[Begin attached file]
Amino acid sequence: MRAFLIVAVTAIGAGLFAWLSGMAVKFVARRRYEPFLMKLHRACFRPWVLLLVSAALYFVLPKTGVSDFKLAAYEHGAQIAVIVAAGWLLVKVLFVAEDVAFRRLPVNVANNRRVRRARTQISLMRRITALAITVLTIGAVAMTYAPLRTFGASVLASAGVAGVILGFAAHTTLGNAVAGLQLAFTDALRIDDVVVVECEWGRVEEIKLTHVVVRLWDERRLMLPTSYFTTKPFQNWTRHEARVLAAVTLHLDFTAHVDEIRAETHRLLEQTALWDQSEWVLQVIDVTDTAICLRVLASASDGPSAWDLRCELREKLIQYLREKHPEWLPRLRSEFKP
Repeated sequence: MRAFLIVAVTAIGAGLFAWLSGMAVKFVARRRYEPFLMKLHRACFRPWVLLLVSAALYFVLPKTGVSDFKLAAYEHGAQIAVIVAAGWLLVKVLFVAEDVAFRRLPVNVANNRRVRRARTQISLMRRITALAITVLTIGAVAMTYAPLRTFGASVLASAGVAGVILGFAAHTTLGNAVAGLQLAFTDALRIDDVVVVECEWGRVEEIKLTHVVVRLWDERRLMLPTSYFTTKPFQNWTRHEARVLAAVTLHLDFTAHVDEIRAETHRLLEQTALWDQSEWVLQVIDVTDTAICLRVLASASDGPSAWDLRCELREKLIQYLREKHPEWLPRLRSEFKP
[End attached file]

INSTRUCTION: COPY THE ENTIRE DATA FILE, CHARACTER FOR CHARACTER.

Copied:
Amino acid sequence: MRAFLIVAVTAIGAGLFAWLSGMAVKFVARRRYEPFLMKLHRACFRPWVLLLVSAALYFVLPKTGVSDFKLAAYEHGAQIAVIVAAGWLLVKVLFVAEDVAFRRLPVNVANNRRVRRARTQISLMRRITALAITVLTIGAVAMTYAPLRTFGASVLASAGVAGVILGFAAHTTLGNAVAGLQLAFTDALRIDDVVVVECEWGRVEEIKLTHVVVRLWDERRLMLPTSYFTTKPFQNWTRHEARVLAAVTLHLDFTAHVDEIRAETHRLLEQTALWDQSEWVLQVIDVTDTAICLRVLASASDGPSAWDLRCELREKLIQYLREKHPEWLPRLRSEFKP
Repeated sequence: MRAFLIVAVTAIGAGLFAWLSGMAVKFVARRRYEPFLMKLHRACFRPWVLLLVSAALYFVLPKTGVSDFKLAAYEHGAQIAVIVAAGWLLVKVLFVAEDVAFRRLPVNVANNRRVRRARTQISLMRRITALAITVLTIGAVAMTYAPLRTFGASVLASAGVAGVILGFAAHTTLGNAVAGLQLAFTDALRIDDVVVVECEWGRVEEIKLTHVVVRLWDERRLMLPTSYFTTKPFQNWTRHEARVLAAVTLHLDFTAHVDEIRAETHRLLEQTALWDQSEWVLQVIDVTDTAICLRVLASASDGPSAWDLRCELREKLIQYLREKHPEWLPRLRSEFKP